Edited by Hans C. Boas and Steffen Höder
[Constructional Approaches to Language 24] 2018
► pp. 181–210
Constructions as cross-linguistic generalizations over instances
Passive patterns in contact
The study takes the position that constructions (as form–meaning–function constellations) are not by definition language specific. This position is supported and illustrated with a case where different types of passive constructions in one language come in contact with ways of expressing comparable meanings and functions in another language. The functions of the constructions in the languages are in many respects similar, albeit that the languages express these functions differently in form. This opens up the very question of what is to be counted as “the same form” in two different languages, which leads to an approach where semantic and pragmatic features are given a more central place in the constructional analysis.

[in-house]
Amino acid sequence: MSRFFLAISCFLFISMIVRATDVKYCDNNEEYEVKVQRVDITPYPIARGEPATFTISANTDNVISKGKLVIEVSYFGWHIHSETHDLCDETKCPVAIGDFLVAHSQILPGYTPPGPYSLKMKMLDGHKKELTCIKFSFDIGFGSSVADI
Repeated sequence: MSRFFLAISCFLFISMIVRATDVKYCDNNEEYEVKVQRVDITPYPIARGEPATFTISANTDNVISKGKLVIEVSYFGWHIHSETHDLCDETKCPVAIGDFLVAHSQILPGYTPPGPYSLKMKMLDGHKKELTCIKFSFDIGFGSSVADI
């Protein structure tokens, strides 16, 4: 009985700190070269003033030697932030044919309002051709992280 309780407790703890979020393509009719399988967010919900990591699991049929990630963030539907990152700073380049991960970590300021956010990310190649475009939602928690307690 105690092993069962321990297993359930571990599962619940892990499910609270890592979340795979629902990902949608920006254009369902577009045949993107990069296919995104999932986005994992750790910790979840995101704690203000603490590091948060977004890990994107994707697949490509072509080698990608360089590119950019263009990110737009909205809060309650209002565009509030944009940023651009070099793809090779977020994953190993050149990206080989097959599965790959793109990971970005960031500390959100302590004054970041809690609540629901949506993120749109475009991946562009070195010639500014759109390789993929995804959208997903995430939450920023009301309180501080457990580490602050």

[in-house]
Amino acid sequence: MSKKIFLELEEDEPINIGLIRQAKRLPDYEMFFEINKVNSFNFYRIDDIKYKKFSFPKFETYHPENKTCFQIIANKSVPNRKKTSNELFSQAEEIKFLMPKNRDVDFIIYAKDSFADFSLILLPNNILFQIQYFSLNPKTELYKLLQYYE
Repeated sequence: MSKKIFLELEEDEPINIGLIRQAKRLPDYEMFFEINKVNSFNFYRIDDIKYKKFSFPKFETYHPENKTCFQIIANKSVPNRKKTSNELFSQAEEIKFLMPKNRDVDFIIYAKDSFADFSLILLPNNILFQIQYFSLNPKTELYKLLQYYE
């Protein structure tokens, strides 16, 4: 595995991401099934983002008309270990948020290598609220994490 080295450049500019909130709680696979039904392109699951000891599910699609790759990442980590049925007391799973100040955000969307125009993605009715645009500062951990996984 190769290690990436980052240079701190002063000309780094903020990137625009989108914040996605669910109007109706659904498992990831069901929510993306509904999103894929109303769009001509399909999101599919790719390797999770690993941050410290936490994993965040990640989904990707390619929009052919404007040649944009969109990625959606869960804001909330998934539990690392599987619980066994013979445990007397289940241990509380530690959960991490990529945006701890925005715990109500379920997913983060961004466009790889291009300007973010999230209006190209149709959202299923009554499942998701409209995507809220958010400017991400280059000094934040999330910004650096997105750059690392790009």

The two languages and their contact features investigated are Finnish and Swedish, and in particular the Solv dialect of Swedish, i.e., languages that are both typologically and genetically very different from each other. Actives and passives are seen as constituting different patterns that speakers orient to and use; patterns are not constructions in the traditional sense of form–meaning pairs, but constructions as meaning–function constellations. The study suggests that what we may interpret as Swedish dialects having borrowed features from Finnish in their passive constructions is rather the result of a long-standing cultural give-and-take situation between Finnish and Swedish in the Solf community.
- 2.Passives – a brief overview
- 3.Passives and actives as linguistic resources
- 4.Patterns and constructions: Swedish
- 5.The Finnish “passive”
- 6.Patterns, language contact, and language change
- 7.Solf Swedish
- 8.Constructional pattern contact